The English have never been famous for their parenting skills or their food. The food has lately got a lot better but parenting sadly has not. British schoolchildren are unhappier than children in Ethiopia and Algeria because they are bullied, left out by their peers and under pressure to look good, according to a study carried out over the last decade by the University of York, commissioned by The Children’s Society.
English children ranked 14th out of 15 countries for overall life satisfaction, just ahead of South Korea, and scored low for aspects related to their ‘self’ and school. They were particularly unhappy as a result of being ‘bullied or feeling left out. ‘More than a third of English students aged ten and twelve reported being physically bullied in the last month, and half had felt excluded at school. Levels of unhappiness at school were even higher among teenagers.’
It doesn’t take ten years of research find out whether bullying and exclusion make people of any age unhappy, that is pretty obvious. Many of us of an older generation, remembering our own school days, might ask where are the parents to comfort their children, and more importantly the parents who stop their children turning into bullies? Apparently they are not around anymore. The report examined the experiences of 53,000 children and found bullied youngsters in England are six times more likely to have low well-being than those who had not been bullied. Again that is blindingly obvious, but sadly much of the unhappiness it found was also about cultural values; girls in England were second lowest for happiness with their body confidence, self-confidence and appearance, just above South Korea, and behind more traditional countries including Colombia, Turkey, Spain and Poland.
English girls, like the ones shown in many US teen films, are now being extensively bullied on account of appearance. They are judged too fat, too thin, too this or that by their peers. Evil messages appear on their screens during school and at home, and again it seems parents, particularly mothers who were once close to their daughters, seem powerless to stop it, or perhaps too tired to care.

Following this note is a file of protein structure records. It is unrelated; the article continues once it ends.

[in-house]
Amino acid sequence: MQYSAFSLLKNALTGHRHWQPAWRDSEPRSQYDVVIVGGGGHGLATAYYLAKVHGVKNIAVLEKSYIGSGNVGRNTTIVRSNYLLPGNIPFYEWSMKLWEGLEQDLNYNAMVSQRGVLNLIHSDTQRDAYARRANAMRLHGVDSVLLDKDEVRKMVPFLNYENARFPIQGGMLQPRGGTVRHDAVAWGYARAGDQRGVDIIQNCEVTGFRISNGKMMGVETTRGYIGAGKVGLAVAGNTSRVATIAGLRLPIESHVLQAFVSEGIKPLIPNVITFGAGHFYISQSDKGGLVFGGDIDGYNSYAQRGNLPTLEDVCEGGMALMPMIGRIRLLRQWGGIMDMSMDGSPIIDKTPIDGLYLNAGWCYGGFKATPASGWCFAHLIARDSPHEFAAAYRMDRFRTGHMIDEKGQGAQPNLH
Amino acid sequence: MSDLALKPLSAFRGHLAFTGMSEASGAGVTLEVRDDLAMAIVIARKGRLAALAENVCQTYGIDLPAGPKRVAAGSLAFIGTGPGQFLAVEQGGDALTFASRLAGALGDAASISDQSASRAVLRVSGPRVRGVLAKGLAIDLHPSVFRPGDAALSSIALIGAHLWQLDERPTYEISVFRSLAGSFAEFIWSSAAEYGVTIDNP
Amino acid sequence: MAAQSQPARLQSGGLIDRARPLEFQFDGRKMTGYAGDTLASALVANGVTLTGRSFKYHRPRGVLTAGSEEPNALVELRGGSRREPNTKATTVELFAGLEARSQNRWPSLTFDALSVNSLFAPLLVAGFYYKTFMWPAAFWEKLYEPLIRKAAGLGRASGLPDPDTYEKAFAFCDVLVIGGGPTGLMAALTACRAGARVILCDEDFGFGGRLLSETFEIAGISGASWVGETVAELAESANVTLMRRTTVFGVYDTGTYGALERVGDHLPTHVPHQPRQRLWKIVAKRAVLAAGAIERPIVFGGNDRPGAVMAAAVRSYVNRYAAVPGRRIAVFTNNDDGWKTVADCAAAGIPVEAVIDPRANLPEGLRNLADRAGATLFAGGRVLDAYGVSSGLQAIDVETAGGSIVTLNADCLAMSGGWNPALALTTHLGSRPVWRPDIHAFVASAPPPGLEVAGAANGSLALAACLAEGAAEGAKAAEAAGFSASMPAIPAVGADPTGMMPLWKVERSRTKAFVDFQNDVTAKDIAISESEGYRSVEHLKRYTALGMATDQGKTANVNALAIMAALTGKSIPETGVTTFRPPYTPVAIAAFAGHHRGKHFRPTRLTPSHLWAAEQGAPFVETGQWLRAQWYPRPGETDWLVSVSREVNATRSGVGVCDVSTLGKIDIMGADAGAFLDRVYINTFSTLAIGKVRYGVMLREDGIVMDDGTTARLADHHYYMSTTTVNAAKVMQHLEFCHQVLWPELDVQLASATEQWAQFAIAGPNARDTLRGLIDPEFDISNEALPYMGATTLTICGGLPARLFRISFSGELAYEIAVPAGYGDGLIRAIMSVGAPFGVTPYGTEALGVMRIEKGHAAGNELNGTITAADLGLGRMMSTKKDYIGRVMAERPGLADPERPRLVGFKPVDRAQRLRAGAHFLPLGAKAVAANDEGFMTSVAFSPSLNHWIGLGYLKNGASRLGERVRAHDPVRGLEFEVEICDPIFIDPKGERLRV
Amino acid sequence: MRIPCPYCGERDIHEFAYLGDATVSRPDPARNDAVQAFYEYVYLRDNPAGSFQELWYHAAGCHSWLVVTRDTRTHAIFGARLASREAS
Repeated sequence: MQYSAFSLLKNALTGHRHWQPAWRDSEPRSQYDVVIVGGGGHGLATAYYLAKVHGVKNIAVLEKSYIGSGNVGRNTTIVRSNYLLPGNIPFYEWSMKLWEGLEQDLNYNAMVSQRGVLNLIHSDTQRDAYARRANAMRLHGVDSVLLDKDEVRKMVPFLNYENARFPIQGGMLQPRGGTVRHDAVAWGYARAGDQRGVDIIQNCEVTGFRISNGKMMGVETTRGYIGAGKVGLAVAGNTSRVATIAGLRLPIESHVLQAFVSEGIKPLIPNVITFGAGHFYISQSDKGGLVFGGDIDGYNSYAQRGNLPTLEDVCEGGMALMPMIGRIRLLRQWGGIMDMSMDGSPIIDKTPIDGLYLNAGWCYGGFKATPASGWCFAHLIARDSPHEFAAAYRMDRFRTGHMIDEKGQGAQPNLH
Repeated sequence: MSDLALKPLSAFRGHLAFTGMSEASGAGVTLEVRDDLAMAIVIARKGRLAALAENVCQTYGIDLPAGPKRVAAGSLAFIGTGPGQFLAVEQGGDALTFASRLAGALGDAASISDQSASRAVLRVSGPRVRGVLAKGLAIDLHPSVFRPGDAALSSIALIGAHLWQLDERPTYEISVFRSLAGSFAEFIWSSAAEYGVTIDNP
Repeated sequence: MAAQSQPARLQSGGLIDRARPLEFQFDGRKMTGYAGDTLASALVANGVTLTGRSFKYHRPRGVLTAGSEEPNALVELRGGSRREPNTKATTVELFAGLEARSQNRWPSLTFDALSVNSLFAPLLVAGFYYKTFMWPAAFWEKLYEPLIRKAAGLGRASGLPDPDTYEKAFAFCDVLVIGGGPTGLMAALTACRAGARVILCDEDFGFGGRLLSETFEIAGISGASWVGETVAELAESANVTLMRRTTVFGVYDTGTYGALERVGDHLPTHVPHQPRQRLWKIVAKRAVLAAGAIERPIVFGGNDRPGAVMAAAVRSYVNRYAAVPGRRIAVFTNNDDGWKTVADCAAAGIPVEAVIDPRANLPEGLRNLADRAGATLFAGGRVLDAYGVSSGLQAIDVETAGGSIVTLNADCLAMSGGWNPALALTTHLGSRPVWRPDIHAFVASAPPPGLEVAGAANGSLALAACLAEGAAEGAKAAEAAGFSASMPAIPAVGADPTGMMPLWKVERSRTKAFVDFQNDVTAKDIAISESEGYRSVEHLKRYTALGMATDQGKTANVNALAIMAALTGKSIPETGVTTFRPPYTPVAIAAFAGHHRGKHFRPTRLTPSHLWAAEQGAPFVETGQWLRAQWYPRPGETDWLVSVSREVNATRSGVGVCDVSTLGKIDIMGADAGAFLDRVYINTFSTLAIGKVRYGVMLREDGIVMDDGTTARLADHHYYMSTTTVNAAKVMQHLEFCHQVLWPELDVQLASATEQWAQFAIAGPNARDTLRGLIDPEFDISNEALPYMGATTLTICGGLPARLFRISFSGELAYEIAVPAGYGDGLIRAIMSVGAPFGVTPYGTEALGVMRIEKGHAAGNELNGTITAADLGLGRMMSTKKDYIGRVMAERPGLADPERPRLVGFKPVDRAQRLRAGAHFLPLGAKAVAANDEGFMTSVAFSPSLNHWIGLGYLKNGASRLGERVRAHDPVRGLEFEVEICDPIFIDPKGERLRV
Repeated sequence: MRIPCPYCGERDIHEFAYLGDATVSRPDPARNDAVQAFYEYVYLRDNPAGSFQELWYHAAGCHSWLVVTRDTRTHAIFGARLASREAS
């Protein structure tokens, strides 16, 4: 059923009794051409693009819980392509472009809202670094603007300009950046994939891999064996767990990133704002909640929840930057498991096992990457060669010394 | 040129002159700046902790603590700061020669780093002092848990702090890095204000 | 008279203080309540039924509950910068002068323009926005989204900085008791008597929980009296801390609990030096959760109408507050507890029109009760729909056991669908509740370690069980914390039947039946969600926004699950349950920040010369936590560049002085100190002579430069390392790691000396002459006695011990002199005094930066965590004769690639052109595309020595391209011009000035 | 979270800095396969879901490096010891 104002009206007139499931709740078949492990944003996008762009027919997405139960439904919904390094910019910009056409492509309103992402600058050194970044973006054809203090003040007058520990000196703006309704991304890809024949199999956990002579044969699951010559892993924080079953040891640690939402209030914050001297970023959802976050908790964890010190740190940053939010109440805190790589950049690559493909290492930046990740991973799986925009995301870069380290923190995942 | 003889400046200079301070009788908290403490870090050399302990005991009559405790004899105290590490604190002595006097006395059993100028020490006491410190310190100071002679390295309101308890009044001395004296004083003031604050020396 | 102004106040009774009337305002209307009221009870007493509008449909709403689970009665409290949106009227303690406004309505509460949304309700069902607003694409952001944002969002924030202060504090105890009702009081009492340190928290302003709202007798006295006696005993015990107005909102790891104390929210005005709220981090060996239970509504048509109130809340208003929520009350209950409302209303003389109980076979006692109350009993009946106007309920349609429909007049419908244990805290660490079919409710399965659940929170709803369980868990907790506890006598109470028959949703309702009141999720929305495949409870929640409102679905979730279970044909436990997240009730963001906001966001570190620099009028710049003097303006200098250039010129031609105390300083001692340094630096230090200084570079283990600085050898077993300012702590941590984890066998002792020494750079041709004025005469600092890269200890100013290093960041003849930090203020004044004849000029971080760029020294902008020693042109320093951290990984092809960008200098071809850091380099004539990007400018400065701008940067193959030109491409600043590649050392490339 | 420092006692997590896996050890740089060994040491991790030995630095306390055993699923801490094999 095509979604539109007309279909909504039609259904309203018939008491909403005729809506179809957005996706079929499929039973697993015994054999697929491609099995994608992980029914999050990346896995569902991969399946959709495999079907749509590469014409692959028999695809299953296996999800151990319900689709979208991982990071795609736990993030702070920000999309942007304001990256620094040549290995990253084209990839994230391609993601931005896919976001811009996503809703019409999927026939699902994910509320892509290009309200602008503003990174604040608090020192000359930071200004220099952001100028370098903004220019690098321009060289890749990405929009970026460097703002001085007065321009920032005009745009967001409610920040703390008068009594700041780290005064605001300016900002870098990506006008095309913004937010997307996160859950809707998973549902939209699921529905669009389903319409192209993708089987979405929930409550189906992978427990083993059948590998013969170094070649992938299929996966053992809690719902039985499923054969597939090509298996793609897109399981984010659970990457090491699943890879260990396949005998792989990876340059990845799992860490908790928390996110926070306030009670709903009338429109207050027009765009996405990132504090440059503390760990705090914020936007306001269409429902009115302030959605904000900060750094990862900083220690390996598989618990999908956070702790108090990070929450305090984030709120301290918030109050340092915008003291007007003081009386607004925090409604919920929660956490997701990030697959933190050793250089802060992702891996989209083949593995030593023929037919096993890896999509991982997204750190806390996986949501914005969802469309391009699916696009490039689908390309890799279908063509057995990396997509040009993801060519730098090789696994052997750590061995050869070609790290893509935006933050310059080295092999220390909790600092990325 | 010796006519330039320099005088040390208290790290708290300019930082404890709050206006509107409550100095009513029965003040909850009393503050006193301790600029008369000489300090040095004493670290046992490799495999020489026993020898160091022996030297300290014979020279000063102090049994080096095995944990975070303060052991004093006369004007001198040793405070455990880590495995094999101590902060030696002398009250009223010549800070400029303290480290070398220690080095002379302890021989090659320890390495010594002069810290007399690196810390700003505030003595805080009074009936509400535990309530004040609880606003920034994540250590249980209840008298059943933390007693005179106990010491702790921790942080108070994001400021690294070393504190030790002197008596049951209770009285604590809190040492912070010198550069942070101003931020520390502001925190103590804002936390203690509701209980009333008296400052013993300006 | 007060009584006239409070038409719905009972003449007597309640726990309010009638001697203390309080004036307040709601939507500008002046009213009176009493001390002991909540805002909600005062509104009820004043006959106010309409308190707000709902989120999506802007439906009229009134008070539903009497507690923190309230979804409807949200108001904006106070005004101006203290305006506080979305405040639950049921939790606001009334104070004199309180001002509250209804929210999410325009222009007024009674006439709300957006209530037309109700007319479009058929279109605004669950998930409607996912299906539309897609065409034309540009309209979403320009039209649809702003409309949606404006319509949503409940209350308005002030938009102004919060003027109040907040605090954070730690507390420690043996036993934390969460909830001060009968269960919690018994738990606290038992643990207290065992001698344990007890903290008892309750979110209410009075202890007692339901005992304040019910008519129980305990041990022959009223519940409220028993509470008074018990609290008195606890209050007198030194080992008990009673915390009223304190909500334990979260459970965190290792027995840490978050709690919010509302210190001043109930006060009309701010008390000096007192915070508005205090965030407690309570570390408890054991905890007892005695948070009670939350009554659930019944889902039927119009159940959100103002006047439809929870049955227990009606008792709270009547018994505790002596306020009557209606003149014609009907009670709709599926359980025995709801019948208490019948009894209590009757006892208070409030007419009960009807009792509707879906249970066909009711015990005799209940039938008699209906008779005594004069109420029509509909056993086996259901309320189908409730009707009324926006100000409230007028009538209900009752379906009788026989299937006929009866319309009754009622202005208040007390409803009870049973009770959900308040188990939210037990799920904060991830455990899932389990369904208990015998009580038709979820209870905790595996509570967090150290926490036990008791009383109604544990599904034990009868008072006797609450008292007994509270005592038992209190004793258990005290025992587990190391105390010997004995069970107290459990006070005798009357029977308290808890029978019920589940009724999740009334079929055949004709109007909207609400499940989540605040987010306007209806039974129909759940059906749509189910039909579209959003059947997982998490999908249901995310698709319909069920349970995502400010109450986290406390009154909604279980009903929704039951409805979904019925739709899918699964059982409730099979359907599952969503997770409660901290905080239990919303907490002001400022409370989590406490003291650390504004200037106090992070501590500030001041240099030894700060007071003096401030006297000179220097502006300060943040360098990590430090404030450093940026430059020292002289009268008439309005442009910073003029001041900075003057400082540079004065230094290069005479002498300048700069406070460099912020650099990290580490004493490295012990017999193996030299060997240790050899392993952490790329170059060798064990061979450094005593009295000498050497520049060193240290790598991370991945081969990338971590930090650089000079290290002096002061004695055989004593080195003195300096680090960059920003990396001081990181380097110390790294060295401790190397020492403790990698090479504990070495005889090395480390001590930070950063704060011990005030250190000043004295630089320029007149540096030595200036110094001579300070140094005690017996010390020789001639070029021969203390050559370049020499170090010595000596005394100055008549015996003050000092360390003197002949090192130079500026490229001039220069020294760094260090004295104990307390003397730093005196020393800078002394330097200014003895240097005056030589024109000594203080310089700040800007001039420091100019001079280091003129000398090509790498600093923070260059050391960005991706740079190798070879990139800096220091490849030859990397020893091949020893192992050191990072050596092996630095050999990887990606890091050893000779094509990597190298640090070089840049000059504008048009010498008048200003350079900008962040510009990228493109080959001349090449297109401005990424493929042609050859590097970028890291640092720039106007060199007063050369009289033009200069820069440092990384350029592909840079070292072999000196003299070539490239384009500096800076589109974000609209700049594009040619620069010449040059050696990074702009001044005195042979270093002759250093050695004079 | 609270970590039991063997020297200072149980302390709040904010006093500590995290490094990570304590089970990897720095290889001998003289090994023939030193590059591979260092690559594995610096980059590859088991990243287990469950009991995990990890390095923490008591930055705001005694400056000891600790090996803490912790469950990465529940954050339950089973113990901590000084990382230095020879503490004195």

So children in Ethiopia and Algeria, two of the most impoverished places on earth, are happier than well fed comfortably kept English kids. I suspect, although it would be dangerous to say it out loud, that the happier children have their mothers at home with them. Again obvious, at least to me, who would not benefit from having someone close by attending to every need, as mothers traditionally did, even in poor households?
In the UK 14 million women are now in full time work. In 2007, 599,000 mothers with very young families had full-time jobs.Today there are 746,000 of them. Last year the Office for National Statistics showed 2.2million mothers with dependent children have a full-time job, equivalent to around 30 per cent of all mothers. This means there are now more mothers working full-time than the number staying at home, who now total only two million.
In the old days foreigners noted the cruelty of the British towards their children, particularly the custom of farming them out at a very early age to more prestigious families, where they would act as retainers. Later children were sent off to boarding school very young and maternal deprivation was almost universal among the middle classes. Now we farm the mother’s out for cash, while feminists and government economists actively deny that there is any such thing as maternal deprivation. This new culture was captured for me by a story on the front page of some newspapers on August 19th 2015, showing the smiling but androgynous face of Laura Wade-Gery, thickly bespectacled and short haired, named one of Britain’s most powerful female executives. She’s tipped to take over at M & S, ‘after ten years at Tesco,’ and about to become a mother for the first time at the age of fifty. Despite this long wait, Ms Wade-Gery intends to have her baby cared for by someone else very promptly and be back at her desk by January.
Looking glossy and sleek in what look like M & S clothes, poised on an M & S dove grey sofa, Ms Wade-Gery who is married to someone with a different surname, presents the epitome of what a woman should be, at least according to the government which is desperate for money, and the liberal elite who say women should work outside the home to fulfill themselves.The reality of course is different. Going out to work rather than staying at home does not confer status on most women. Women in traditional societies are respected as mothers, but in western developed nations they are not respected at home, or in the work place. Women generally do low-paid boring work, because they have to.
As Siobhan Freegard, founder of the Netmums website, recently put it: ‘You need to be in a two-income family to simply make ends meet. Six in ten mothers say to me they are only returning to work for financial reasons. If it was not for the money, they would not go back after maternity leave. The vast majority of mums are going back to work in jobs, not careers. It is not about choosing a more fulfilling job in a field such as a law. It is about going back to a supermarket or looking after other people’s children in a nursery.’
The Children’s Society Survey reveals not just unhappy children but a self-deceiving culture of unhappy mothers with unhappy children, and parents with no time to spend with their families. For a prosperous, rich country like England, surely there has been a wrong turning somewhere?